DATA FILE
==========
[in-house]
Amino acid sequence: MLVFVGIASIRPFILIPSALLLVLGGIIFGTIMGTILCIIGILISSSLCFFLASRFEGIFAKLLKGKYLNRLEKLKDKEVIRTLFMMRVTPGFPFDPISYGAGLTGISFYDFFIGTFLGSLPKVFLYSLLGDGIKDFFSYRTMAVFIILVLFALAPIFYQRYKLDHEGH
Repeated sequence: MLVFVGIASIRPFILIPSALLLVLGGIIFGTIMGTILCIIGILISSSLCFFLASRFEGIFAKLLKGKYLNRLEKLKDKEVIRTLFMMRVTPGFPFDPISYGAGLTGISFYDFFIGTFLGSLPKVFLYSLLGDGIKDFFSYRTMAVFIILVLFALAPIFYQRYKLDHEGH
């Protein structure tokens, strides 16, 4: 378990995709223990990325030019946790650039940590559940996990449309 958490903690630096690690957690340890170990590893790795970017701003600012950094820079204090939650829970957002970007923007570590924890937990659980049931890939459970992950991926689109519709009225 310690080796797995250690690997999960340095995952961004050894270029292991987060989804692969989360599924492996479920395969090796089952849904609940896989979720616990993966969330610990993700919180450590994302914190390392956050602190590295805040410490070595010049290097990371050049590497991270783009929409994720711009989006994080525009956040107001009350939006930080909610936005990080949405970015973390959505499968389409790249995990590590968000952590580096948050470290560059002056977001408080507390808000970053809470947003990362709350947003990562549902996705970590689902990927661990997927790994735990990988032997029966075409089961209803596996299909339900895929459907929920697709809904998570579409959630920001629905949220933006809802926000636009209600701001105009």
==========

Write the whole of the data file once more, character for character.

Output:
[in-house]
Amino acid sequence: MLVFVGIASIRPFILIPSALLLVLGGIIFGTIMGTILCIIGILISSSLCFFLASRFEGIFAKLLKGKYLNRLEKLKDKEVIRTLFMMRVTPGFPFDPISYGAGLTGISFYDFFIGTFLGSLPKVFLYSLLGDGIKDFFSYRTMAVFIILVLFALAPIFYQRYKLDHEGH
Repeated sequence: MLVFVGIASIRPFILIPSALLLVLGGIIFGTIMGTILCIIGILISSSLCFFLASRFEGIFAKLLKGKYLNRLEKLKDKEVIRTLFMMRVTPGFPFDPISYGAGLTGISFYDFFIGTFLGSLPKVFLYSLLGDGIKDFFSYRTMAVFIILVLFALAPIFYQRYKLDHEGH
């Protein structure tokens, strides 16, 4: 378990995709223990990325030019946790650039940590559940996990449309 958490903690630096690690957690340890170990590893790795970017701003600012950094820079204090939650829970957002970007923007570590924890937990659980049931890939459970992950991926689109519709009225 310690080796797995250690690997999960340095995952961004050894270029292991987060989804692969989360599924492996479920395969090796089952849904609940896989979720616990993966969330610990993700919180450590994302914190390392956050602190590295805040410490070595010049290097990371050049590497991270783009929409994720711009989006994080525009956040107001009350939006930080909610936005990080949405970015973390959505499968389409790249995990590590968000952590580096948050470290560059002056977001408080507390808000970053809470947003990362709350947003990562549902996705970590689902990927661990997927790994735990990988032997029966075409089961209803596996299909339900895929459907929920697709809904998570579409959630920001629905949220933006809802926000636009209600701001105009």